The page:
CineVue

Film reviews and more

Edinburgh 2019: Synonyms review

★★★★☆ Golden Bear-winning cultural assimilation drama Synonyms is expertly handled by its director Nadav Lapid. That of relocating, whether it be by city, country or even school, is an unsettling experience most can relate to, though it’s heightened – and duplicated – for that of lead character Yoav (Tom Mercier). Having travelled from Israel, where he’s lived since he […]

Edinburgh 2019: End of Sentence review

★★★☆☆ The strained relationship between a father and his son is tenderly observed in End of Sentence, the debut feature film from Elfar Adalsteins. Predominantly set against the backdrop of Ireland, this drama – starring John Hawkes and Logan Lerman – treads a familiar path, and yet still manages to engage with its assured performances and winning balance of […]

Edinburgh 2019: Schemers review

★★★☆☆ Filmed in and around Scotland’s fourth largest city Dundee, Schemers – receiving its World Premiere at this year’s Edinburgh International Film Festival – makes up for in rough-and-ready charm what it lacks in technical finesse. It’s a film backed by community spirit; Dundee-born David McLean acts as writer, producer and director, while the cast is predominantly made up […]

Edinburgh 2019: Get Duked! review

★★★☆☆ The curtain rose on the 73rd Edinburgh International Film Festival last week with music director Ninian Doff’s feature debut Get Duked! (aka Boyz in the Wood). Set in the Scottish Highlands, this inspired mashup of comedy, thriller and social satire is an unexpected delight that really comes alive in its second half. When a trio of tearaway teens – Dean […]

Edinburgh 2019: Programme highlights

The full programme for this year’s Edinburgh International Film Festival has been revealed, bolstering 18 world premieres and 72 UK premieres of films brought to the Scottish capital from countries all over. Now in its 73rd year, the world’s longest continuously running film festival is back and ready to take film lovers on a voyage of discovery. Kicking off […]

Edinburgh 2018: Meeting Jim review

★★★☆☆ Jim Haynes is the focus of Meeting Jim, an unexpectedly captivating documentary by Ece Ger that’s been nominated for the Best Documentary Feature Film award at this year’s Edinburgh International Film Festival. Quite rightly too, as Jim spent a large portion of his life in the Scottish capital, attending university and running a number of controversial and influential […]

Edinburgh 2018: Calibre review

★★★★☆ Matt Palmer’s debut feature Calibre is a tense, brutal thriller set in the rural Scottish Highlands. It boasts meaty performances from local talent Jack Lowden and Martin McCann as Vaughn and Marcus respectively, two childhood friends reunited for a weekend hunting trip. Vaughn is hesitant, now settled with a child on the way, while Marcus is raring for […]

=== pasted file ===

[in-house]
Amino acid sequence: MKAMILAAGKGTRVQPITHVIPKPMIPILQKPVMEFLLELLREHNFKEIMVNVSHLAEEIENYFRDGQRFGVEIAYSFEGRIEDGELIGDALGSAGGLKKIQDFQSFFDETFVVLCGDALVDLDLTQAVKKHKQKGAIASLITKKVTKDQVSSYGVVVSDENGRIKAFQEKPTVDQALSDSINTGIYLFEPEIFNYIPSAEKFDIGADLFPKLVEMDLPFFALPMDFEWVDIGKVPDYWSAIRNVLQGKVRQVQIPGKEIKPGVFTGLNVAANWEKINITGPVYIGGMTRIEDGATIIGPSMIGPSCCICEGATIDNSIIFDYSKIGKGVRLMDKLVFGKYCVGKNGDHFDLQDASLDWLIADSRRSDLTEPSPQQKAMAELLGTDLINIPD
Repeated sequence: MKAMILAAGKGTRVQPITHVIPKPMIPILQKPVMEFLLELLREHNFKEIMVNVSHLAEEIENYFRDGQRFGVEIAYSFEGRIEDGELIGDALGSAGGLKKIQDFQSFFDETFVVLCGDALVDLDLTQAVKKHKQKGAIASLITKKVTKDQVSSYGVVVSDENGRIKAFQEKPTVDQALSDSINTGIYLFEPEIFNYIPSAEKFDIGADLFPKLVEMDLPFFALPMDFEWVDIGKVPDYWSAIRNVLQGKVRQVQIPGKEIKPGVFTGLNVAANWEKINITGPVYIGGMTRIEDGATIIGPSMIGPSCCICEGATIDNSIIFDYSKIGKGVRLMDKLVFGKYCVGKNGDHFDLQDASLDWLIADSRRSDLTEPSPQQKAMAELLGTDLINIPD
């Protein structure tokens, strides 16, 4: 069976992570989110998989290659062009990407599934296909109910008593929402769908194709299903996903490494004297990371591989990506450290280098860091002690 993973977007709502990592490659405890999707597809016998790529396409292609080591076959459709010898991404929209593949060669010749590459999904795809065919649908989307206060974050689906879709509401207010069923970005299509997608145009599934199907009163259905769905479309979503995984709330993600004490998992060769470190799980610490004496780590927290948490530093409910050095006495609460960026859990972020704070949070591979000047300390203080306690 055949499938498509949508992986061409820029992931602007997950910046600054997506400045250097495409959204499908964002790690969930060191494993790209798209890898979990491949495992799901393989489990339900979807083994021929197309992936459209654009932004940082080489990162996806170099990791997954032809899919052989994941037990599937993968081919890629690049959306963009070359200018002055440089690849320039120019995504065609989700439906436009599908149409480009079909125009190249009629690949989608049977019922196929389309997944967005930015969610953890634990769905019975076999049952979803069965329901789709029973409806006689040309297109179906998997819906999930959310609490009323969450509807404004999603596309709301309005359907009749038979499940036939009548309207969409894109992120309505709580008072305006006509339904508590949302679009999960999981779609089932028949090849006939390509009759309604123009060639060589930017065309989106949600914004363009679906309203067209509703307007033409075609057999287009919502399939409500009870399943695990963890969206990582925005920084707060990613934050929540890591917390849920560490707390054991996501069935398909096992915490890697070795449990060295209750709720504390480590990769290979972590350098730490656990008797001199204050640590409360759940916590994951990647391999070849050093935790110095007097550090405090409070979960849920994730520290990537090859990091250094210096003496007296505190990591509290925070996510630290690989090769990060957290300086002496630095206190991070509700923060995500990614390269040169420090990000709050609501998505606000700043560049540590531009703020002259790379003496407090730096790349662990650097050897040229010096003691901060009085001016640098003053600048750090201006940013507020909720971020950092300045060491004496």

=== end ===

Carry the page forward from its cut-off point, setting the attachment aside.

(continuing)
Edinburgh 2017: The Little Hours review

★★☆☆☆ It’s a who’s who of comedic talent in The Little Hours, which puts a modern spin on The Decameron, Giovanni Boccaccio’s collection of 14th century tales that is said to have inspired Chaucer and Shakespeare, amongst other celebrated writers.Aubrey Plaza, Alison Brie and Kate Micucci star as Fernanda, Alessandra and Genevra, respectively, three bawdy nuns living in a […]

Edinburgh 2017: Halal Daddy review

★★★☆☆ This culture clash comedy in the vein of late 1990s classic East Is East is warm-hearted, funny and light-footed. Raghdan (Nikesh Patel) lives in Sligo, where he moved from Bradford a few years ago to live with his uncle Jamal (Paul Tylak). He leads a quiet life, staying out surfing and drinking with his mates, and trying to […]

Edinburgh 2017: The Dark Mile review

★★☆☆☆ Up in the Scottish highlands on a break to try and rescue their fledging relationship, Louise (Rebecca Calder) and Claire (Deirdre Mullins) endure difficult occurrences in Gary Love’s less-than-inventive thriller.It starts out well enough. Louise, clearly experiencing a level of past trauma teased out through short memory bursts of hospital lights and needles, has dragged Claire onto a […]

Edinburgh 2017: London Symphony review

★★★★☆ Honouring and recognising the city of London through the power of images set to a beautifully orchestrated score, London Symphony – the crowdfunded documentary film from critic and filmmaker Alex Barrett – is an ode to a bustling, diverse and ever-changing capital.It’s a move to recapture the symphony films of the 1920s, when such metropolitan cities as Berlin […]

Edinburgh 2017: Where is Kyra? review

★★★☆☆ Michelle Pfeiffer delivers one of her best performance in years in Where is Kyra?, director Andrew Dosunmu’s follow-up to Mother of George. It’s a dark, often suffocating character study that revels in misery, barely a hint of levity in sight as a woman spirals into desperation.Pfeiffer plays Kyra, who lives in a pokey flat in New York City […]